Batteries are getting bigger and bigger, and for good reason too. We want bigger batteries. In fact, the bigger the better. Hence manufacturers have acceded to our desires. Where once upon a time, it was completely unthinkable, we are now seeing batteries of up to 6,000mAh on our phones. But is this all necessary? Do bigger batteries guarantee a longer battery life?
Read: Battery life explained
To continue, we need to understand and differentiate battery life from battery lifespan.
Battery life is how long a phone can survive on a single charge. It is measured in hours. Battery lifespan on the other hand, is how long a battery is expected to work before it is eventually replaced.
So back to the topic, do bigger batteries guarantee a longer battery life? The short answer is NO. The long answer is not even all that long. There are several factors that contribute to battery life and the battery’s capacity is only just one of them.
A simple analogy
Imagine you’re hosting a party and you are wondering about the amount of rice that should be enough for the guests. It is okay to assume that a 25kg bag of rice should be adequate, right? Well not really.
Before reaching such a conclusion, you have to consider the amount of guests that are invited. If you have a lot of guests then there’s a good chance that a 25kg bag of rice might not be enough.
The same can be said about batteries. Battery capacity is one thing, but to make an accurate assessment, you have to take into account the hardware that is going to run on that battery.
Factors that affect battery life
A phone’s hardware is always the first place to start when looking at factors that could affect battery life.
Our first port of call should be the display. Oh yes! This is the probably the most power hungry part of a phone. A high resolution display with a high refresh rate and touch sampling rate is a guaranteed battery drainer. Using an LCD panel instead of an AMOLED only serves to increase the battery drain.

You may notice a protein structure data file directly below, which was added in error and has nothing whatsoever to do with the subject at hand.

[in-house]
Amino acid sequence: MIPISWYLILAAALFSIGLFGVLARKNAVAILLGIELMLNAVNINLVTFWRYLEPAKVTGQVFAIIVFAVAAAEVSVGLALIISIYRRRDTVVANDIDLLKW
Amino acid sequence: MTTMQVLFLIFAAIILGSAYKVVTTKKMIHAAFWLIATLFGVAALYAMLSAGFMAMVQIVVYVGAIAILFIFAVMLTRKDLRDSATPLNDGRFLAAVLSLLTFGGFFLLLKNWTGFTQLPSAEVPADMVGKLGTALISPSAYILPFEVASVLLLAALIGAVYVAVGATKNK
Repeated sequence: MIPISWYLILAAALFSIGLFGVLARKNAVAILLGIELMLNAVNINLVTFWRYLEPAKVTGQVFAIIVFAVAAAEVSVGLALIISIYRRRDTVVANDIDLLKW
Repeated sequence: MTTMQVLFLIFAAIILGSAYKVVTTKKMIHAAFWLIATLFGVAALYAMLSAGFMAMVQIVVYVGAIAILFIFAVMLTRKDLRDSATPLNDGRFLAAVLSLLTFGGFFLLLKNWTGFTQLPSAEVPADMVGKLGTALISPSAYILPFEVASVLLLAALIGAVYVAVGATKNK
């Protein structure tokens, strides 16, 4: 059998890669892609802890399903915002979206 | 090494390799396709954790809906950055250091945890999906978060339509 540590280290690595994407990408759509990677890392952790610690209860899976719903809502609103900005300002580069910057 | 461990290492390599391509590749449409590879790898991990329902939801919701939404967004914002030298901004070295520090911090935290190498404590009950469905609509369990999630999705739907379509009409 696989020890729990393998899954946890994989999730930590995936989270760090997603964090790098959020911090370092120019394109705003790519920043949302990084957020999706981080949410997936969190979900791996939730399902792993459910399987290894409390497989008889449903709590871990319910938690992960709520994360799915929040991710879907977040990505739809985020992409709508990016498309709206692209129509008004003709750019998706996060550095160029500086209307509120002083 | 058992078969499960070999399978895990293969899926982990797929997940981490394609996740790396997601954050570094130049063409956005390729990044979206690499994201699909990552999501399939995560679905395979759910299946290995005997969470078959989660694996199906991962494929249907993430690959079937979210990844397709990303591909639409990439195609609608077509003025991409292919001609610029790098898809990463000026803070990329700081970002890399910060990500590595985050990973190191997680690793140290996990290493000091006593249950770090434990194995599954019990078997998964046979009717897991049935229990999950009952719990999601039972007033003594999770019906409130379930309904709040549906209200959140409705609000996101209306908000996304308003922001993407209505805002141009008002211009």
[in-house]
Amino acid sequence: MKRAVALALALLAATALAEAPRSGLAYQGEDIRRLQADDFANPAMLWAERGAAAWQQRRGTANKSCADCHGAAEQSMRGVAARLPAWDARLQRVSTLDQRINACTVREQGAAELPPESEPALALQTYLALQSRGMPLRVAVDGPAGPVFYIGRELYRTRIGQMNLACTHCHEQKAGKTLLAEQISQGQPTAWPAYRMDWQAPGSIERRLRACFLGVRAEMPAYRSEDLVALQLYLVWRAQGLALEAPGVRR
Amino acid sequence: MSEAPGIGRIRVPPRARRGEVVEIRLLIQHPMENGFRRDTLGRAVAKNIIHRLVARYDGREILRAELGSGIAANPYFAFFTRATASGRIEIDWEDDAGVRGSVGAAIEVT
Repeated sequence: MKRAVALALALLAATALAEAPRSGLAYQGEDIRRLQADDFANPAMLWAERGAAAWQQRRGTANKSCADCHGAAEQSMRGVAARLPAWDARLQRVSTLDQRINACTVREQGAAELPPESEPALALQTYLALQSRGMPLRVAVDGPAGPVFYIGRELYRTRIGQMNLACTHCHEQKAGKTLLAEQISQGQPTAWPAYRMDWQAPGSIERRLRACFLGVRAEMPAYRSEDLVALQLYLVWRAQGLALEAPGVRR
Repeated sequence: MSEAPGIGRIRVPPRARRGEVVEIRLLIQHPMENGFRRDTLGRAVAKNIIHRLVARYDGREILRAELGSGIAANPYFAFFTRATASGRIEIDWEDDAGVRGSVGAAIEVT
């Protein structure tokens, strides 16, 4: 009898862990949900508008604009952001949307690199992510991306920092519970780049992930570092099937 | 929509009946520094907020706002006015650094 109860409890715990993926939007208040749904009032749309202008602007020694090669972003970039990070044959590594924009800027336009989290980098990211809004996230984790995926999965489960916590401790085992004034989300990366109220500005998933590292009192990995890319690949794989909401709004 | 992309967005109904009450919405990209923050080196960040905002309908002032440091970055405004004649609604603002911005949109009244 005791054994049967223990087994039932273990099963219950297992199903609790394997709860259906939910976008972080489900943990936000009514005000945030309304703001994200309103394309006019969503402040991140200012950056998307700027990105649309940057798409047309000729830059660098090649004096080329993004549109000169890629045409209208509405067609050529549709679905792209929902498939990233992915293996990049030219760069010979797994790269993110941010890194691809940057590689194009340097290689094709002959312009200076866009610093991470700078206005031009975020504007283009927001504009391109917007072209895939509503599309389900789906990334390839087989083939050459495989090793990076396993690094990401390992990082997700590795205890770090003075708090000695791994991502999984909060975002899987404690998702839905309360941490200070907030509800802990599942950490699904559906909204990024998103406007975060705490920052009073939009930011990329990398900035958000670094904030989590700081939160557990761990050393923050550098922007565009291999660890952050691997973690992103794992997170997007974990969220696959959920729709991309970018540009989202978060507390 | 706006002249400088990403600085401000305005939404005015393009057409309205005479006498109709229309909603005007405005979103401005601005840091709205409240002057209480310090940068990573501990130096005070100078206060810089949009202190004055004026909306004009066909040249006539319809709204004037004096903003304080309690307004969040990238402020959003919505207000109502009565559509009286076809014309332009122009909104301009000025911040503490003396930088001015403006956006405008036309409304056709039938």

The SoC used too is also another area of importance. Using an SoC with big 28nm transistors will greatly increase battery drain and heat up the device. This is why manufacturers are pushing for smaller and smaller manufacturing processes so as to boost efficiency, reduce heating and conserve battery.
Network reception in the area is also another issue. A weak or bad network reception will cause the modems on board the SoC to drain power whilst searching for network. The external temperature is also an issue as well. Your battery will perform poorly on very hot or on frozen days. Lithium batteries do not like extreme temperatures. Optimal operation temperature are between 0 degrees Celsius and 40 degrees Celsius.
Finally we have personal usage pattern. If you use heavy apps on your phone like games that tend to engage the big cores regularly, then do not expect a long battery life or SoT as compared to someone who only uses their device for call or social media for a few hours in a day.
Most adverts won’t tell you this, but sometimes, these companies put in big batteries in order to make up for a huge battery drainer they added to the specs. A good example is the Samsung Galaxy A02 with the MediaTek 6739 28nm processor.
So do big batteries mean a longer life? Nope. A big battery only tells you how much capacity the battery has. The hardware on board and how you choose to use your device is what determines its battery life.
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